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Startup farmers are the answer

Posted September. 01, 2023 08:34,   

Updated September. 01, 2023 08:34


Oh Jang-hoon is the owner of Home Run Farm in Seogwipo, Jeju. He played for 10 years in the minor league of the Korean Baseball Organization and led in most home runs and RBIs during some seasons. However, in 2017, he returned home and took over his father's tangerine farm. The 39-year-old didn't just inherit the family business and introduced smart farming methods to reduce costs by supplying water and fertilizer only when needed. Additionally, he opened an online direct sales channel, doubling sales. “It is fulfilling to be in the farming business, as it pays off for your efforts,” Oh said.

Young farmers such as Mr. Oh are returning to their hometowns to revolutionize the rural town. In particular, young people who are well-versed in information technology and advanced farming methods are evolving into 'agricultural entrepreneurs.' They pass their farming experience and knowledge to other young people and develop and distribute smart farm facilities.

The key to addressing rapid aging and low fertility lies in the hands of young people returning to rural areas. Rather than adhering to traditional agriculture, they are growing new crops that have not been explored. Additionally, some are starting food-tech companies to create high-quality youth jobs, a crucial element often lacking in local communities. Notable examples include 'Booze & Buzz,' a company producing mead—liquor made from honey—using domestic Campbell grapes, and 'Mungyeong Haru,' which crafts handmade desserts using apples and organic ingredients cultivated in Mungyeong, North Gyeongsang Province. Moreover, the emergence of unique processed foods utilizing local agricultural products is garnering attention as return gifts for the Hometown Love Donation Program.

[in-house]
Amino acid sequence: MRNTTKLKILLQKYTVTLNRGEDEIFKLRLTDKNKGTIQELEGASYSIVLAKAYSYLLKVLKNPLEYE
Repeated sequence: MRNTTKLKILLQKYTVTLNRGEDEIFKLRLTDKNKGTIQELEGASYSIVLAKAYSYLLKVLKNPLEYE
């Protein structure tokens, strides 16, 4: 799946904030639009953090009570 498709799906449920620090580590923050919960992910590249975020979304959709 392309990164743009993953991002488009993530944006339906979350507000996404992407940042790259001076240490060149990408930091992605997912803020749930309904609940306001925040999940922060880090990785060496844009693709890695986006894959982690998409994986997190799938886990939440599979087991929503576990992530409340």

With an increasing number of young farmers with a challenging spirit and growing interest in "K-food" from overseas, the agricultural sector, once a representative domestic industry, is transforming into an export industry. Korean strawberries and stevia tomatoes have garnered premium status as sought-after imported fruits in regions like the Middle East and Southeast Asia. Smart farm factories developed by young Korean agricultural companies are exported to Saudi Arabia and the United Arab Emirates. The global market for smart farms, which is growing at 10% annually, is expected to reach 29 trillion won by 2025. Korea's smart farm technology, which integrates greenhouses with information technology and robotics, is renowned for its remarkable competitiveness among developed countries, owing to its exceptional cost-effectiveness.

The Korean economy, having experienced over three decades of growth propelled by manufacturing exports to China, now confronts substantial challenges arising from the global restructuring of supply chains and China's slowdown. Productive agriculture, which combines high-quality information technology and the export of top-quality agricultural and processed food products, can be the catalyst to overcome these challenges. The government and local governments should support rural communities to promote innovations brought up by young minds.